There needed to be wider distribution of the notification of the meeting, and some lengthy discussion soliciting written and verbal comments about the projects in Cuyahoga County that receive public money. This was a unique opportunity where the county officials who make funding decisions were at the same location as homeless people, and could have heard about all the problems that homeless people have with the providers that most are not willing to put in writing, but would be willing to talk about if asked. Another missed opportunity for next year to correct.

Graduates Honored

On Friday, February 11th the most recent class of the Urban League’s Rising Tide Fatherhood Initiative participated in their Graduation Ceremony. This four-week intensive program consisting of participant assessment, classroom education, and workshops on life skills, parenting, and employment readiness was composed of 15 fathers ranging from 18-61 yrs of age. Collaborations with caseworkers of the Child Support Enforcement Agency (CESA) and interagency support for job training and placement rounded out the program. Families, friends and staff were in attendance at the graduation ceremony presided over by master of ceremony and lead facilitator Maurice Stevens. The program graduates were: Willie Ash, Robert Cunningham, Mandel Goldsborough, Gregory Haynes, William Hobbs, William House, Dervin Lucas, Brian May, Phillip Morris, Kim Rogers, John Shepard, William Thompson, Lorenzo Trotter, Alonzo West and Adrian Williams. Mr.Cunningham and Goldsborough served as class spokespersons of the group for the audience of family, friends, and staff supporters. Special thanks were given to the Y-Haven Center staff members for their strong support of the program and its participants.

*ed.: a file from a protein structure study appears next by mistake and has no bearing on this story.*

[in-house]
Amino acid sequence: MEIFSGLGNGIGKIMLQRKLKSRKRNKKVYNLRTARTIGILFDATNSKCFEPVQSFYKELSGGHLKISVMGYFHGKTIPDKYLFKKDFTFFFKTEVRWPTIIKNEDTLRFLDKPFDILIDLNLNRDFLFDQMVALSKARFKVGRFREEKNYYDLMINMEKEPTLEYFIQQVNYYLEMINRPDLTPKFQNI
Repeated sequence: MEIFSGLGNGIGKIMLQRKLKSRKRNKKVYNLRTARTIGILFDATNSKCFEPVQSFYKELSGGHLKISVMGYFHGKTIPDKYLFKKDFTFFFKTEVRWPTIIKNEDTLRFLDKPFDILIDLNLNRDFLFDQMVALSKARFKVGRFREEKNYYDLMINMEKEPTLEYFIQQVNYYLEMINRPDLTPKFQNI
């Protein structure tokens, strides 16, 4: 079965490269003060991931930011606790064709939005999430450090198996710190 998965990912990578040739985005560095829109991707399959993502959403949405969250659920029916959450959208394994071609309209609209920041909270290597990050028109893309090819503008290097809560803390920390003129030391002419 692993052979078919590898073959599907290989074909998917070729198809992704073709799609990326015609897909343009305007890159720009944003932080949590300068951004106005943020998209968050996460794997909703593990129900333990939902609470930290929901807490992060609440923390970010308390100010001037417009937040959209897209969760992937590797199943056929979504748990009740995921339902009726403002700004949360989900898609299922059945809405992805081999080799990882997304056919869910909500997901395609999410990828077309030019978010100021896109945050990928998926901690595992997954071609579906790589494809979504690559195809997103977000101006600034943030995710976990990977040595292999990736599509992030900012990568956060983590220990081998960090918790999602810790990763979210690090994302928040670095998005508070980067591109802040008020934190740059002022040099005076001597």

Community Hiring Hall

After struggling to piece together an alternative to the exploitative job opportunities locally available downtown, the Community Hiring Hall is in business and has jobs available to homeless and those struggling to enter the workforce. Religious, charities, day laborers and labor came together three years ago in order to create a not-for-profit day labor service organization.

The Community Hiring Hall was awarded part of the City of Cleveland summer cleanup contract as well as the Lakewood cleanup contract. They will cut the ribbon on their office and to begin their journey to provide jobs leading to permanent employment to Clevelanders on April 28, 2005 at Noon at 2908 Euclid Avenue.

Cleaning up Downtown Cleveland

The plan to relocate all the feeding programs has fallen apart. The first preference was to utilize the Cosgrove Center at night and on the weekend, but that faced huge barriers within the Catholic Diocese bureaucracy. The second option was opening a building on Lakeside, but the City has said that that building is no longer under consideration. The goal remains to coordinate all these services and provide a place indoors and with bathroom facilities to the people in need of food at night or on the weekend.